Layer masks are often considered an advanced tool in Photoshop, when in reality they are a matter of black and white. Layer masks are your number one tool for non-destructive editing when doing any photo retouching and are a must for any photo compositing. And the best part? They are incredibly simple to use.
In this tutorial, we will be covering the basics of layer masks in Photoshop, how they work, their settings, and how to refine them using the Properties panel.
Layer masks are a reversible way to hide part of a layer in Photoshop. It’s a non-destructive alternative to permanently erasing or deleting part of a layer. Layer masking is a key tool in cutting out objects for image compositing, but also has uses in photo retouching and editing.
There are technically two types of layer masks:
While both are similar, both are non-destructive and work on separate grayscale channels. Today, we will be focusing on raster-based layer masks.
Layer masks can be used on both layers and groups in Photoshop, but will only remain intact if the file is saved as a .PSD.
First, select the layer or group you’d like to apply a layer mask to. In this case, we will mask an image of a sky onto a mountain range.
While I’ll be using a normal image layer, layer masks can be added to text layers, groups, and shape layers.
Next, choose the Add Mask found at the bottom of the Layers panel.
The layer masks will start off white.
Select the Brush tool and set the Foreground color to Black. With the layer mask selected, paint black to conceal or hide portions of the layer.
You can also use other fill options such as the Pen tool, the various selection tools, and then the Gradient Tool.
If you select an area of an image and then apply layer masks, the layer mask will fill in the selected area with black upon creation.
To reveal or bring back what was masked out, switch the Foreground color to White and paint on the layer mask just as before.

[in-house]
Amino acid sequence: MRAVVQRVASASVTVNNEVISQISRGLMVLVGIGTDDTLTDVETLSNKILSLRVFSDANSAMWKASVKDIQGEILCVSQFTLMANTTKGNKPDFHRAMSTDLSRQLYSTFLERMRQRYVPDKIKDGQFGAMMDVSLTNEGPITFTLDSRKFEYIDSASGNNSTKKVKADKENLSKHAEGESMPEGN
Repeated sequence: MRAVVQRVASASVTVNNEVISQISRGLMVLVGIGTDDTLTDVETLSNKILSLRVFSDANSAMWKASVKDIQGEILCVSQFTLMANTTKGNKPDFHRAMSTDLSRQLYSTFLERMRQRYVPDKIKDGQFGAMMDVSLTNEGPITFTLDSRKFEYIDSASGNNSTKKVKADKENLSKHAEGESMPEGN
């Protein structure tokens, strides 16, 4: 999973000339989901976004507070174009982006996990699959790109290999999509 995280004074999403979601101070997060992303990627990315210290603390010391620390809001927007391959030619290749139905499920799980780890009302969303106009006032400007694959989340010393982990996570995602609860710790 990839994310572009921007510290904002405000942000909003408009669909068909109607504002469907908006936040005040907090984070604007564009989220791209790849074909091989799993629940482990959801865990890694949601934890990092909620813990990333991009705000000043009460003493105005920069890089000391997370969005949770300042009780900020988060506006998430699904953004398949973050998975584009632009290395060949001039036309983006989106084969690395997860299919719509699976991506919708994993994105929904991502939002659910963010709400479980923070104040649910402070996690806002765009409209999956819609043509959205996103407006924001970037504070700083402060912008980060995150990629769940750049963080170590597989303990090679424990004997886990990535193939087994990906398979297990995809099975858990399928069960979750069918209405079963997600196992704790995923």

Layer masks work in grayscale, which means you can only use shades of black, gray, and white on a layer mask. For example, painting 50% gray on a white layer mask will mask at 50% transparency.
Press X to switch the foreground and background colors in the Toolbar, so that you can quickly switch between black and white.
If you’d like to copy the same layer mask onto multiple different layers, Alt-drag on Windows or Option-drag on a Mac the mask to the other layer.
If you’d like to move a layer mask, without creating a copy, simply click and drag the mask to another layer.
By default, a layer is linked to its layer mask, indicated by the link icon between the thumbnails in the Layers panel.
An active link means, when you move either the layer or the layer mask with the Move tool, both will move.
Unlinking a layer and its mask lets you move them independently of one another and change the mask’s boundaries separately from the layer.
Keep this in mind:
To turn a layer mask on and off, you can select the layer mask and do one of two things:
Turning a layer mask off only hides the layer mask; it does not delete it. To turn a layer mask back on, you can either:
If you do want to delete or permanently apply a layer mask, you can:
Applying and deleting layer masks can help reduce the size of your .PSD file.
There are multiple ways you can adjust or fine-tune a layer mask. First, select the layer mask and open the Windows > Properties panel.
To Adjust a layer mask’s Opacity, slide the Density slider either left or right. In this instance, Density and Opacity mean the same thing.
The Density slider will adjust the layer mask as a whole, even with a selection active. If you want to pinpoint Opacity changes, you’ll have to do so manually with a brush.
Feathering blurs the edges of the mask to create a softer transition. Again, select the layer mask you’d like to edit and open the Windows > Properties panel.
Drag the Feather slider to apply feathering to the mask’s edge.
Select and mask is where you will find all of Photoshop’s refine edge and auto mask tools. This includes Feather, Refine Edge, and Photoshop’s auto hair select tool.
The view can be adjusted, so you can better see your selection. Below, all areas shown in red are masked.
The global refinements will adjust the mask as a whole, while the different brush tools, seen on the left, can create pinpoint adjustments and refinements.
That covers all you need to know about the basics of layer masks in Photoshop! After reading about all the pros of layer masks, you may be wondering “Why use layer masks instead of the Eraser brush?”
To be honest, there are very few reasons to. I will use an eraser brush on layers with solid colors or to make very small changes. Otherwise, layer masks are the way to go.
Layer masks can do much more than just basic blending. With a little practice, it will be your number one go-to tool for image extracting, photo composting, and even photo retouching.
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